Whether to grow single or multispecies cover crops will depend on what you’re trying to achieve, advised Joel. If it’s just one specific objective, then a single species might be best as some plants are better than others at specific things, such as legumes for nitrogen fixation, or brassicas and buckwheat for phosphorus scavenging.

Multispecies cover crops are likely better where there are multiple goals, while they also potentially would help cover problems with establishment of species within the mix, he noted.

“So it depends on what you’re trying to achieve – there’s no magic number. Although it can add to cost, so there’s an economic consideration.”

But with diversity the important feature is functional diversity, he stressed. “If I had the choice between a three-way mix of a cereal, legume and brassica versus an eight-way mix of different legumes, I would choose the three-way mix.

According to Frédéric Thomas, putting farmyard manure on a cover crop is best because it brings food to the soil and when you feed the soil, you need to do so with quantity, quality and continuity.

“It has functional diversity – different species offering different specific functions. It’s not diversity per se, but the function of those species.”

With the potential payments now available for companion cropping through the Sustainable Farming Incentive, Joel shared some data about some of the benefits. For example, a meta study of 100 trials with 196 direct comparisons found that in 79% of cases, growing intercrop or companion crops resulted in a decrease in disease pressure, with a further 18% showing no difference and only 3% an increase.

“So the odds are on your side when you step away from a monoculture and integrate more diversity, you lower disease burdens.”

With pests, this time comparing 153 studies and 546 direct comparisons, 68% of the time pest pressure declined, with 24% neutral and 8% increasing pressure, he said. “And with weeds, we have similar numbers – an 86% a decline in weed pressure when growing two or more crops or companions.

“I’m not saying you’re going to completely control weed, diseases and pests, but by stepping away from a monoculture you’re making it harder for them just through the inherent design of your production system.”

Joel also shared research examples showing how legume/cereal mixes could share nitrogen in real-time through amino acid root exudates if root to root contact was close or through mycorrhizal fungi networks, as well as when the legumes die or decay.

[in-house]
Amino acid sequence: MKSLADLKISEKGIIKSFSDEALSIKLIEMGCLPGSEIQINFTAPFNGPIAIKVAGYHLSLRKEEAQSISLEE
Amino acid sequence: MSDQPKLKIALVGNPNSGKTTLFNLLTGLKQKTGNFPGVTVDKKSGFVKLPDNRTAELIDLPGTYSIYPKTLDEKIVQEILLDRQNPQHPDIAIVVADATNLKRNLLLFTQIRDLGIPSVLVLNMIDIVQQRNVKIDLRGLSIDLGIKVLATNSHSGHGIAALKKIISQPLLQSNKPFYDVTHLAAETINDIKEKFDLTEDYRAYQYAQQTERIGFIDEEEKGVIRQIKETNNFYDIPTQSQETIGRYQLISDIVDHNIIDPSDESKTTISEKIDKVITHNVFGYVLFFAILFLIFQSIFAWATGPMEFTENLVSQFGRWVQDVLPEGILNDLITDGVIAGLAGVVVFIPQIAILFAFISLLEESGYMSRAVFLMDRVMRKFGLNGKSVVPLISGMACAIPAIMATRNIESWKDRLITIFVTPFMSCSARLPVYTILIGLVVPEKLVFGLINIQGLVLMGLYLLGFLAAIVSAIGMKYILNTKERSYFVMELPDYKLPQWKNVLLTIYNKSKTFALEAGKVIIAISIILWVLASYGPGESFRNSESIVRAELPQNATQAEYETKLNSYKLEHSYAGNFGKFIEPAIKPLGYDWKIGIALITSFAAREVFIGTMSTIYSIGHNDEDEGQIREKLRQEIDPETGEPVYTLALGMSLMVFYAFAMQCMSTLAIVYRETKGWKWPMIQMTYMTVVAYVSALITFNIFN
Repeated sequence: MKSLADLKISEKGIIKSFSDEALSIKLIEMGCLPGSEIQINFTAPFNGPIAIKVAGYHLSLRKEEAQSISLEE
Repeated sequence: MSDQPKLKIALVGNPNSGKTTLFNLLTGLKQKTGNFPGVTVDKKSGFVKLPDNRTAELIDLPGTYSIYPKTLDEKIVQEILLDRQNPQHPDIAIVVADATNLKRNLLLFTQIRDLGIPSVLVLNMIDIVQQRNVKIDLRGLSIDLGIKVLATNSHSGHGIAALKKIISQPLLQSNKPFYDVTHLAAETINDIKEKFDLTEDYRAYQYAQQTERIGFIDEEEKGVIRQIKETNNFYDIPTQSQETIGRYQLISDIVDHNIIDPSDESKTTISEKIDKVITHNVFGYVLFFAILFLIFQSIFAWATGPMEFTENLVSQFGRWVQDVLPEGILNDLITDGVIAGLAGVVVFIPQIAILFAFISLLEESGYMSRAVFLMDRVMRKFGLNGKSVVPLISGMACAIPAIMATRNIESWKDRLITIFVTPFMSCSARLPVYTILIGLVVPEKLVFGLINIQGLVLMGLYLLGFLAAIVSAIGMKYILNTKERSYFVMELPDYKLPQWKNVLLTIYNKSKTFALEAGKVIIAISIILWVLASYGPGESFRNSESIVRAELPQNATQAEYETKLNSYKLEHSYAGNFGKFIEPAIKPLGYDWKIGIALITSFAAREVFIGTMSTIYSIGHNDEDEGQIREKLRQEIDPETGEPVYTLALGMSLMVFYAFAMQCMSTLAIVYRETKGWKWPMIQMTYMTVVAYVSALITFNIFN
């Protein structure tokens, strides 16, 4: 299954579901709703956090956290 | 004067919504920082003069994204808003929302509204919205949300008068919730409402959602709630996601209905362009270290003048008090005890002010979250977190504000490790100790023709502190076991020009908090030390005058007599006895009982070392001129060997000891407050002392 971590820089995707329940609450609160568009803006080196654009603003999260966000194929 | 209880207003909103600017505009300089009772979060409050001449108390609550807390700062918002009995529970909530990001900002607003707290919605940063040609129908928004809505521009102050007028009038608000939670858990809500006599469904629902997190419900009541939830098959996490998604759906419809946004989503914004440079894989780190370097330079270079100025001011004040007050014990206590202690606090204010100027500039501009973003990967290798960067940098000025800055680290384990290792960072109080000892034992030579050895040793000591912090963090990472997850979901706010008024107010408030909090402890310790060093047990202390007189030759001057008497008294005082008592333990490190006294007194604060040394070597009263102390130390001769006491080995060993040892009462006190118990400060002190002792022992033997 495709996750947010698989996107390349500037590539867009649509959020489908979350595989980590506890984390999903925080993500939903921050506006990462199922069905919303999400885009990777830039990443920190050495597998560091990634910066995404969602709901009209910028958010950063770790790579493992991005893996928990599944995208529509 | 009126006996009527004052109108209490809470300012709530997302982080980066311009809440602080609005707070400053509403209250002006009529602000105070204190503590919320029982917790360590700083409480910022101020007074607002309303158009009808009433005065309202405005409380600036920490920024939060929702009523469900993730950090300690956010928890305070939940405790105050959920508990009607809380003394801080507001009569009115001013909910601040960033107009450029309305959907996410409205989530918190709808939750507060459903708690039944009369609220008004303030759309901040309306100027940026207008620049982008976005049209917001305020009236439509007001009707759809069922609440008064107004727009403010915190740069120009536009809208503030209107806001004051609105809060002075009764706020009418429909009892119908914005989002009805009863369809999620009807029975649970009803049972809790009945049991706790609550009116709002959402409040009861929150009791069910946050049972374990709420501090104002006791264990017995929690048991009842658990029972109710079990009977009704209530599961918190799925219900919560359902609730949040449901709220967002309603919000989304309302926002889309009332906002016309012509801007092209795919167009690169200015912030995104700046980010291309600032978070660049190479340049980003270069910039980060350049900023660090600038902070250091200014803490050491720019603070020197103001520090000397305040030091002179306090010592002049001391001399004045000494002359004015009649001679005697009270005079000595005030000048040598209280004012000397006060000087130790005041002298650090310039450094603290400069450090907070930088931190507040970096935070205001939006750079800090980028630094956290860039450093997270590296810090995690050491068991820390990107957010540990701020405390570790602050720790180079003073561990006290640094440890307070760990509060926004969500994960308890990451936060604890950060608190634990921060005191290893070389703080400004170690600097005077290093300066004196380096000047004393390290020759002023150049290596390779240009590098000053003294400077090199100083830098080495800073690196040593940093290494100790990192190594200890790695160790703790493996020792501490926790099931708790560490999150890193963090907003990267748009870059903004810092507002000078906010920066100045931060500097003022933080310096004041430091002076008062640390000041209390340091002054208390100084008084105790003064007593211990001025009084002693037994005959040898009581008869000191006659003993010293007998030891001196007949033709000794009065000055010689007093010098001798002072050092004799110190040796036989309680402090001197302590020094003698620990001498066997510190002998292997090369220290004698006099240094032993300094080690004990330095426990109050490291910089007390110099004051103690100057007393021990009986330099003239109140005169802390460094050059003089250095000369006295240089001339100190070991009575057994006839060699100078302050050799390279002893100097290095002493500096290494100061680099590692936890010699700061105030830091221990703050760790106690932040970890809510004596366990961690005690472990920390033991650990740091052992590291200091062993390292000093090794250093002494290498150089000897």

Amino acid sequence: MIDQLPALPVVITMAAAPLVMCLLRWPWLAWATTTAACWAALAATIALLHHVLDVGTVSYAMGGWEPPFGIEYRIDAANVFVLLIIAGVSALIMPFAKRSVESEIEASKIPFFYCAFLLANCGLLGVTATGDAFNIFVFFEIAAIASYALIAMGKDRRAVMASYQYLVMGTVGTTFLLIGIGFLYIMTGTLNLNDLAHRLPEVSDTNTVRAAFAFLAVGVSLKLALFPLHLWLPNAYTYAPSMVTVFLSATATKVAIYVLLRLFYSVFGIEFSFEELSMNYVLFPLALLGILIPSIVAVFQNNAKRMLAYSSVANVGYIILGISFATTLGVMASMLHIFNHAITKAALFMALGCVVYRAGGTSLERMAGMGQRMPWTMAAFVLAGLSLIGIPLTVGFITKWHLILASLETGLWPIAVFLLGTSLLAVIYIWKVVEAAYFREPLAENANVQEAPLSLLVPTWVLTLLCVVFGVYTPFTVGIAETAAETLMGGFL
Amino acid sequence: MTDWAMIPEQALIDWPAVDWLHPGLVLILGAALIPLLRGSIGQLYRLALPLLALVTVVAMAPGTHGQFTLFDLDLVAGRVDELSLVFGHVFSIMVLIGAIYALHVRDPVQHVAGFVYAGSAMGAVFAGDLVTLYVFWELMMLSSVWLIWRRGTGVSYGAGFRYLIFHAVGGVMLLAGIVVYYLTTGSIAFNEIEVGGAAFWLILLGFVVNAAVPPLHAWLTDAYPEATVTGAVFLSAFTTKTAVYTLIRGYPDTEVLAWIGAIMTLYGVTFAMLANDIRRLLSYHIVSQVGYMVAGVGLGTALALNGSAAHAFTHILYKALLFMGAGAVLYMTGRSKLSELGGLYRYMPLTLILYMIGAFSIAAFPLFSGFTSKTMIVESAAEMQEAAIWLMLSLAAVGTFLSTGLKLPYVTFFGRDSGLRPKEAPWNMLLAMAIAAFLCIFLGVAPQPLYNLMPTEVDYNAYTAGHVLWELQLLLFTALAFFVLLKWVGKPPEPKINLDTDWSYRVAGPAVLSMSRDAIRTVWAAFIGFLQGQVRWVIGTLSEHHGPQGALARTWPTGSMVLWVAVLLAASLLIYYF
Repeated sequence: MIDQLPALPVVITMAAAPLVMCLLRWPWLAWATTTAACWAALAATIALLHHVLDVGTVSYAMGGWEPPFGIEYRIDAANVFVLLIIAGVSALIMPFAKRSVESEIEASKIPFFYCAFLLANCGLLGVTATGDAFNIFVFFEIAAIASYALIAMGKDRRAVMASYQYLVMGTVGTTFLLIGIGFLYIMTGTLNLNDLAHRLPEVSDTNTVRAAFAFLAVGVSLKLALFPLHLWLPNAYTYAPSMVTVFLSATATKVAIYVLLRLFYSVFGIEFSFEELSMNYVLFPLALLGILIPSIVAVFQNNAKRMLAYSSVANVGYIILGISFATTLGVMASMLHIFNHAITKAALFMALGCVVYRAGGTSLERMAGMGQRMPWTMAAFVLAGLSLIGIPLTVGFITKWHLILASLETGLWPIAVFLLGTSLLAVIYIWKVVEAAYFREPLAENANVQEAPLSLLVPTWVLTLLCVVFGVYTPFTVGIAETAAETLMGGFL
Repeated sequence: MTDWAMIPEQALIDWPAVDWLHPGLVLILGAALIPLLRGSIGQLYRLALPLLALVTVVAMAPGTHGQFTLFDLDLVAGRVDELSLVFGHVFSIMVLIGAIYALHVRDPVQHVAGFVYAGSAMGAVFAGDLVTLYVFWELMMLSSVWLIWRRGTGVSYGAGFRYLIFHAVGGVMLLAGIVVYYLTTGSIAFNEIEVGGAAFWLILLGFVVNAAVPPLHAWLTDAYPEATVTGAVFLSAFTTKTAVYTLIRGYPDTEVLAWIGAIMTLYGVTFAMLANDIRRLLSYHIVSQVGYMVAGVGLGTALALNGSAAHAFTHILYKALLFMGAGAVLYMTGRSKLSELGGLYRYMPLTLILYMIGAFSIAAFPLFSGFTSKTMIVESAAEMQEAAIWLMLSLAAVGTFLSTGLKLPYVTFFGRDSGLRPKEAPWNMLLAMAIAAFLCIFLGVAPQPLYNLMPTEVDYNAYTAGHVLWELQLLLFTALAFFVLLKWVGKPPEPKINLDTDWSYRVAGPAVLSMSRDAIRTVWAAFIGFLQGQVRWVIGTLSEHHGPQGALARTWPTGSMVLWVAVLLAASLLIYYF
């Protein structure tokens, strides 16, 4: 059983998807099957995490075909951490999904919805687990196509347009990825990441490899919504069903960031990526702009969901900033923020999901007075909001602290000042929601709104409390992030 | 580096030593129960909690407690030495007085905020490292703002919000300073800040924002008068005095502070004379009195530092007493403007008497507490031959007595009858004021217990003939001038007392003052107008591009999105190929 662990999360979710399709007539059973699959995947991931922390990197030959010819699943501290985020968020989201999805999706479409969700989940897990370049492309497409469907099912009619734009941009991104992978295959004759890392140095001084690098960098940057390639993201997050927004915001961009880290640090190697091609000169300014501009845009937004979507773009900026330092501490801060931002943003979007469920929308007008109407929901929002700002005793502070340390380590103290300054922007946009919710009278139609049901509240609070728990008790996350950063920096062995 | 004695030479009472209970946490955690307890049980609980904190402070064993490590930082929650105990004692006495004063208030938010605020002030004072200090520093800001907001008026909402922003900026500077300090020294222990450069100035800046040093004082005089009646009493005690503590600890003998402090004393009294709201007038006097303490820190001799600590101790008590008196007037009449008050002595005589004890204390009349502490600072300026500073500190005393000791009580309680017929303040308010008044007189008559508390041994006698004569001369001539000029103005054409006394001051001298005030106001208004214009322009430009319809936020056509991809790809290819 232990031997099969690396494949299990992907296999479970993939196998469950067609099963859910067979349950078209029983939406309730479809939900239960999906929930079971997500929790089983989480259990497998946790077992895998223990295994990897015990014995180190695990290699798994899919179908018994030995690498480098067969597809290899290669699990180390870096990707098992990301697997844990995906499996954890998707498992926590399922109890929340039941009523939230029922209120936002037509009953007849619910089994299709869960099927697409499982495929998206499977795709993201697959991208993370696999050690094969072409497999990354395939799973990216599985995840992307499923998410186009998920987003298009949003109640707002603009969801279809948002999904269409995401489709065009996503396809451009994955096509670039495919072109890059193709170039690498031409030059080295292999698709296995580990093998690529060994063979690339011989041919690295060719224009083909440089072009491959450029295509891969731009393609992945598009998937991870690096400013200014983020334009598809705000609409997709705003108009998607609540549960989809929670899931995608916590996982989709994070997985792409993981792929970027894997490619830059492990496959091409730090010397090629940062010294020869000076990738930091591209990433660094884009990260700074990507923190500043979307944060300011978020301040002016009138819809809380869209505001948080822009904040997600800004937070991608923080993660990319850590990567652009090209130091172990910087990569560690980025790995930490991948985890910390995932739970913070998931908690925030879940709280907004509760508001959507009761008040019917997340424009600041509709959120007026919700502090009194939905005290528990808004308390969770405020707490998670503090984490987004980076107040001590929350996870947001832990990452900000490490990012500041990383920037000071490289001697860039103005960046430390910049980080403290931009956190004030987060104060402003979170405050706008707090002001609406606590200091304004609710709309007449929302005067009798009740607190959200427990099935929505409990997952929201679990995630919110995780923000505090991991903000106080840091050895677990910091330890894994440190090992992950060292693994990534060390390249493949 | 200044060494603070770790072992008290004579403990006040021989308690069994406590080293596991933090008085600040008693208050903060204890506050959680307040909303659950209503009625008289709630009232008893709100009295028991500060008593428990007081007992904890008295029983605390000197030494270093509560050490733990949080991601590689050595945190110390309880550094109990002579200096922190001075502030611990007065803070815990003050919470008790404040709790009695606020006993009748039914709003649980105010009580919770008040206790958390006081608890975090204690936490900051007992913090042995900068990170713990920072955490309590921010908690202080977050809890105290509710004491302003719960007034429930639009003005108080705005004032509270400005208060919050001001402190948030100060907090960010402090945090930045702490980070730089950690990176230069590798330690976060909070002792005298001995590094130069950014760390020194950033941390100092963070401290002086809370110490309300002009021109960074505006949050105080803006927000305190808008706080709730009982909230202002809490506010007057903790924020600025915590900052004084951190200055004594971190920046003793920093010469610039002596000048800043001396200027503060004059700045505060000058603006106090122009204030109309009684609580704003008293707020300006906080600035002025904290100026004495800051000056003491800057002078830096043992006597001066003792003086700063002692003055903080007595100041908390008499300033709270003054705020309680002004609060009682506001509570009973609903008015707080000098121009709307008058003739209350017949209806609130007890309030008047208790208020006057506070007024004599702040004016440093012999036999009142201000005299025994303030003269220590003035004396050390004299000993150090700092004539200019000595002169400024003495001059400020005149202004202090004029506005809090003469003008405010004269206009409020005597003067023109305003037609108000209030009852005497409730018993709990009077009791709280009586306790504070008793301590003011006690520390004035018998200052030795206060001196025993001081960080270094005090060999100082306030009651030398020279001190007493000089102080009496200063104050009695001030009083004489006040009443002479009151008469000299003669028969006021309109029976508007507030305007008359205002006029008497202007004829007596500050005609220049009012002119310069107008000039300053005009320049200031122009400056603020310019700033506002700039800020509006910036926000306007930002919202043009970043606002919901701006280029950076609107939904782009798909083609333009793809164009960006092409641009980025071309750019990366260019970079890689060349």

It’s the roots that are the driver of nutrient cycling, improving the soil’s physical structure, porosity and are responsible for feeding soil biology, said Joel Williams.

“It’s not going to be huge amounts [shared in real-time], especially in high yielding areas like the UK, but legume cereal intercrops have an opportunity to be a piece of your nitrogen puzzle and provide some nitrogen fertility.”

Current varieties of companion or cover crops are typically bred for different purposes, he suggested.

“For example, we haven’t bred legumes specifically for the purpose of sharing nitrogen – they’re probably the ones you would also grow as a monoculture to be productive.

“So if we breed varieties that were better at sharing nitrogen, what percentage could it make up of the nitrogen requirement of a cereal? I think there is an opportunity to increase this if it’s a breeding goal.”

It’s already known that small leaf clovers share more nitrogen than large leaf clovers, as the small leaf clover has less need for nitrogen for its little leaf, and therefore has more to share, he said.

The same applied to cover crops. “Cover cropping is still in its infancy. I think the next generation of cover crop seed will be specific varieties, primarily bred for their roots but maybe other functions too, and their potential will be far greater than it is now.”

Many growers only look at how much nitrogen the initial following cash crop gets back from a cover crop, said French farmer, Frédéric Thomas, a leading expert in conservation agriculture and co-founder of BASE-France. “But it’s an investment.”

Typically, growers should expect 8-10kgN/t of cover crop dry matter back in the next crop, he suggested. “With the price of fertiliser currently, if you grow around 4t/ha of dry matter in the cover crop, which is quite easy to reach, you get most of your money back in terms of nitrogen in the first crop.

“So it’s an investment where you get a return in the first year at current fertiliser prices, and then you get all the other economical returns in time – it’s a very secure investment.”

In France, growers can use a tool “Méthode d’estimation des Restitutions par les cultures intermediaries” (MERCI) developed by Arvalis, INRA and other partners to estimate the nutrients available for the next crop. It either uses weights of cover crop species taken shortly before destruction in the field or a model approach to answer ‘what-if’ scenario